final agreement

State leaders agree to deal extending mayoral control by one year; adds NYC charters

PHOTO: Kevin P. Coughlin/Office of the Governor
Gov. Andrew Cuomo pushed for a broad overhaul of state education policy last year.

State lawmakers have agreed to a deal that would extend mayoral control of city schools by just one year and would allow more charter schools to open in New York City.

The one-year extension of mayoral control is a significant blow to Mayor Bill de Blasio, who had requested a permanent, and then a three-year, extension of the law, arguing that it would provide needed stability as he continued his efforts to improve the city’s schools.

The one-year extension is the “best thing to do at this point,” Gov. Andrew Cuomo said as he announced the framework of the deal Tuesday alongside Assembly Speaker Carl Heastie and Senate Majority Leader John Flanagan.

The deal comes one week before the mayoral control legislation would have expired, allowing the city to avoid the logistical headaches that would have followed if the legislation had been allowed to lapse, as it was in 2009. But the package of education changes marks another chapter in what has been a series of sobering experiences for de Blasio negotiating with Cuomo and the state legislature.

Last year, de Blasio won funding for his top education initiatives, including pre-kindergarten expansion, but was then hit with a costly new law requiring the city to provide space or rent help for charter schools after he signaled interest in restricting their access to public school buildings. This year, the legislature also passed a new teacher-evaluation law that both de Blasio and Chancellor Carmen Fariña have criticized, and Cuomo repeatedly clashed with the mayor over rent regulations and other issues.

The deal would also increase the number of additional charter schools that could open in New York City from 25 to 50. Of the 25 new charters, 22 are coming from schools that were authorized but never opened or that have closed, which under current law still count against the cap. New York City, where there is more demand for charter schools than the rest of the state, will also have three charters moved from the statewide pool of charters to its own.

The deal would also remove the specific numbers of charters assigned to both of the state’s authorizers. That would allow more city charter school applicants to apply through the State University of New York — a big deal for the larger charter school networks, whose preferred authorizer is SUNY. Before the change, just one more charter school authorized by SUNY could have opened in New York City, but the change would mean as many as 50 now could.

The state leaders also announced an infusion of about $250 million for nonpublic schools, though the much-debated education tax credit did not make it into the final deal. Cuomo said that funding — $100 million more than the education tax credit would have funneled to nonpublic schools — was necessary to help private and parochial schools struggling to stay afloat.

“If we allow those schools to continue to close and those students start moving over to the public school system, you will place an impossible burden on the public school system,” he said.

The deal, which must still be approved by the State Senate and Assembly, pushes the expiration of mayoral control to June 30, 2016. That means de Blasio is likely to spent part of the next year continuing to lobby for a policy he has spent months trying to portray as a settled, nonpartisan matter, lining up support from less-traditional allies like former Mayor Rudy Giuliani and coalitions of business leaders.

City teachers union leader Michael Mulgrew, business leaders, and charter-school advocates all found things to praise in the deal, which included concessions for all of those groups.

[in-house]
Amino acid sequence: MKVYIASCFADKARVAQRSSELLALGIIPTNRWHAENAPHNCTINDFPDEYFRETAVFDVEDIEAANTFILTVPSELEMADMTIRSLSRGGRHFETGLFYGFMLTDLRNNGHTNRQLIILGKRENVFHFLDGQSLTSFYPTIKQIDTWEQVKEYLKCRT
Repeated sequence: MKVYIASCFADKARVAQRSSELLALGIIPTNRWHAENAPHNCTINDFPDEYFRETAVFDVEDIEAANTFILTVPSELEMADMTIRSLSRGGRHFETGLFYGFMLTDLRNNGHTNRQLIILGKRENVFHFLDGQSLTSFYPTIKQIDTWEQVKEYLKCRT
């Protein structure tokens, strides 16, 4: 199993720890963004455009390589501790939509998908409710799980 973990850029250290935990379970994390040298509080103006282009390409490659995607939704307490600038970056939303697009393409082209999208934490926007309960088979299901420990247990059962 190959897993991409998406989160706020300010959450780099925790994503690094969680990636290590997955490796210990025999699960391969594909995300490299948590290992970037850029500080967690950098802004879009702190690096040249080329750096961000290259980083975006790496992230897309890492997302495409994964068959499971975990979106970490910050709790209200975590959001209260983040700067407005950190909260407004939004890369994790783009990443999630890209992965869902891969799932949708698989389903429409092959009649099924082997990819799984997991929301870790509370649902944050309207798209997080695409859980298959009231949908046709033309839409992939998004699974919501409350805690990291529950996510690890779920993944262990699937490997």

The unions touted the elimination of a “gag order” that had prohibited teachers from speaking about the state standardized English and math tests. State education officials had prohibited teachers and principals from discussing the tests’ contents because they sometimes had to use the same questions from one year to the next. Another part of the agreement, union officials said, requires that State Education Department release more test questions. (The state released about half of the test questions from the 2014 exams.)

“We started this session with the Governor attacking teachers and public education,” Mulgrew said in a statement. “We have ended up with no education tax credit and no raise in the charter cap, with only four charters reassigned to the five boroughs.”

“The business community is relieved that the end-of-session compromise reflects an undiluted extension of mayoral control of the New York City schools,” said Kathryn Wylde, CEO of the Partnership for New York City, a coalition of business leaders that advocated for a permanent extension of mayoral control.

legal opinion

Tennessee’s attorney general sides with charter schools in battle over student information

PHOTO: TN.gov
Herbert H. Slatery III was appointed Tennessee attorney general in 2014 by Gov. Bill Haslam, for whom he previously served as general counsel.

Tennessee’s attorney general says requests for student contact information from state-run charter school operators don’t violate a federal student privacy law, but rather are “entirely consistent with it.”

The opinion from Herbert Slatery III, issued late on Wednesday in response to a request by Education Commissioner Candice McQueen, was a win for charter schools in their battle with the state’s two largest districts.

PHOTO: TN.gov
Education Commissioner Candice McQueen

McQueen quickly responded by ordering school leaders in Memphis and Nashville to comply. In letters dispatched to Shelby County Schools Superintendent Dorsey Hopson and Director Shawn Joseph of Metropolitan Nashville Public Schools, McQueen gave the districts a deadline, adding that they will face consequences if they refuse.

“If you do not provide this information by Sept. 25, 2017, to the (Achievement School District) and any other charter school or charter authorizer who has an outstanding request, we will be forced to consider actions to enforce the law,” she wrote.

Neither superintendent responded immediately to requests for comment, but school board leaders in both districts said Thursday that their attorneys were reviewing the matter.

Chris Caldwell, chairman for Shelby County’s board, said he’s also concerned “whether the timeframe stated gives us enough time to make sure families are aware of what is happening.”